Women in CARICOM are not experiencing their right to decent work to the same extent as menUN Women MCO Caribbean launches its Status of Women and Men Report: Productive Employment and Decent Work for All
Unpaid care work is one of the main reasons, women remain outside of the labour force and their lower levels of economic activity. Also, despite significant achievements in education, structural barriers to gender equality and women’s empowerment persist in the labour market.
UN Women recently launched its Status of Women and Men Report: Productive Employment and Decent Work for All. The Report provides a Gender Analysis of Labour Force Data and Policy Frameworks in Six CARICOM Member States - Barbados, Grenada, Guyana, Jamaica, St. Lucia and Trinidad and Tobago.
The launch in Barbados chaired by the UN Women MCO Caribbean Deputy Representative Tonni Brodber and under the auspices of the Honourable Marsha Caddle, Minister in the Ministry of Economic Affairs and Investment, also included a detailed presentation of the findings by UN Women Programme Specialist for Economic Empowerment and Statistics, Isiuwa Iyahen, who co-authored the report along with Deborah Budlender, Social Policy Expert and Statistician.
For women and men to benefit equitably from economic growth, there must be recognition of their respective vulnerabilities and disparities and robust evidence-based policies put in place to reduce and eradicate the inequalities. This report contributes to these efforts by providing analysis and discussion – from a gender perspective – of the more common labour force indicators, alongside analysis and discussion of some additional indicators. Most official reports based on analysis of Labour Force Survey (LFS) data is disaggregated by sex. However, the gender differences are not always discussed.
The LFS focuses on “economic” work – that is, work for pay, profit or gain but they do not ask explicitly about unpaid care work. They do not ask about work such as cooking, cleaning and other housework, or caring on an unpaid basis for members of one’s household and community. However, this report highlights some of the ways unpaid care work impacts on women’s and men’s “economic” work.
- These types of work, i.e. unpaid care work, provide important services that contribute to the well-being of the population and also ensure workers are available and able to work well in the economy.
In an examination of the occupational profile across the six countries, there are strong similarities. Gender-based stereotyping has resulted in occupational segregation with women more likely to work in the care economy paid and unpaid, and service-oriented and clerical positions than men. Women also account for well over half of all jobs in the professional and services and sales work categories. The two occupations in which women are least well represented are craft and related trade workers and plant and machine operators.
The report also highlights:
- The female hourly rate is less than 100% of the male rate in all countries except in Barbados (where the rates are the same) and Jamaica. Women’s earnings, once disaggregated by educational level, are lower than those of men in all countries, including Barbados and Jamaica, revealing that women do not receive the same reward for education that men do.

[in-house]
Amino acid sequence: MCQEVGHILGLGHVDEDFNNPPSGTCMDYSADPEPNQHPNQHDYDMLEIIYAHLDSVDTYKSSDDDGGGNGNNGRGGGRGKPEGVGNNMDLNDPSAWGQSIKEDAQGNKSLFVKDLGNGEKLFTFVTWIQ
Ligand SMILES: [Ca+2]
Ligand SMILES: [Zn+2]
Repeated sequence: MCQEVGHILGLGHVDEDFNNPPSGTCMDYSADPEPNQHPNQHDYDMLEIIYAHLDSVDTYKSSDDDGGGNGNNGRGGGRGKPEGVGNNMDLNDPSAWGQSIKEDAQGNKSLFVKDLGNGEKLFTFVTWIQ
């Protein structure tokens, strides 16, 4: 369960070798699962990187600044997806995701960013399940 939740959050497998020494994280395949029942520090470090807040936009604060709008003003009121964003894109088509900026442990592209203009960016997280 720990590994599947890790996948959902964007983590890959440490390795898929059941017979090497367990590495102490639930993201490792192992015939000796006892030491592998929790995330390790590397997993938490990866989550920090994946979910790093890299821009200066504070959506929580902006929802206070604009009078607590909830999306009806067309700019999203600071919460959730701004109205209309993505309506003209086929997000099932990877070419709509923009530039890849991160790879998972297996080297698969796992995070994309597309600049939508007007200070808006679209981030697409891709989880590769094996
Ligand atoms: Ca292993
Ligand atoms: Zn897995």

- Gender pay gaps, although not as wide as in previous years, have proven resistant to equal pay legislation.
- Women are more likely than men to have tertiary education. However, the employment rate is lower for women than men at each of the three levels of education. The gender difference in this respect tends to be smaller for those with tertiary education than for those with only primary education.
- Those who stay longer in the education system are likely to begin doing economic work later, but – once employed – one would expect them to have better jobs with higher earnings….
- Given that, as noted above, women tend to be more highly educated than men in these six countries, the lower employment rates for women suggest the economy is not taking full advantage of the available human resources. Conversely, many women are not reaping the full potential benefit of their education
- Women are many times more likely than men to live in households that contain no other adults but do contain at least one child under 18 – that is, there is a predominance of single-female-headed households with children.
- Across all countries examined, women perform more than their fair share of this work. Unpaid care work is thus a gender issue.
- Because unpaid work leaves fewer of the 24 hours in a day available, and because there is limited flexibility in the time at which some unpaid care tasks – especially those related to care of children – must be done, responsibility for unpaid care work is likely to place constraints on how women engage in “economic” work.
What this tells us is that Access to education alone will not address the gender inequalities in employment. What is required is multifaceted. These structural challenges that remain can be addressed in large measure through policies to enable women’s equitable participation in the labour force. Measures that will decrease unpaid care work, such as subsidized childcare, parental leave and flexibility in work arrangements.
Despite legislation on equal pay for equal work, gender wage differentials persist in favour of men. The lack of sexual harassment legislation also renders women more vulnerable to exploitation in the workplace, hindering their productivity and employment prospects.
There needs to be the full understanding of the structural barriers to women’s empowerment in order for both women and men to enjoy, de facto, the full range of their rights. When women remain disadvantaged, a society continues to undervalue the full potential of all its people.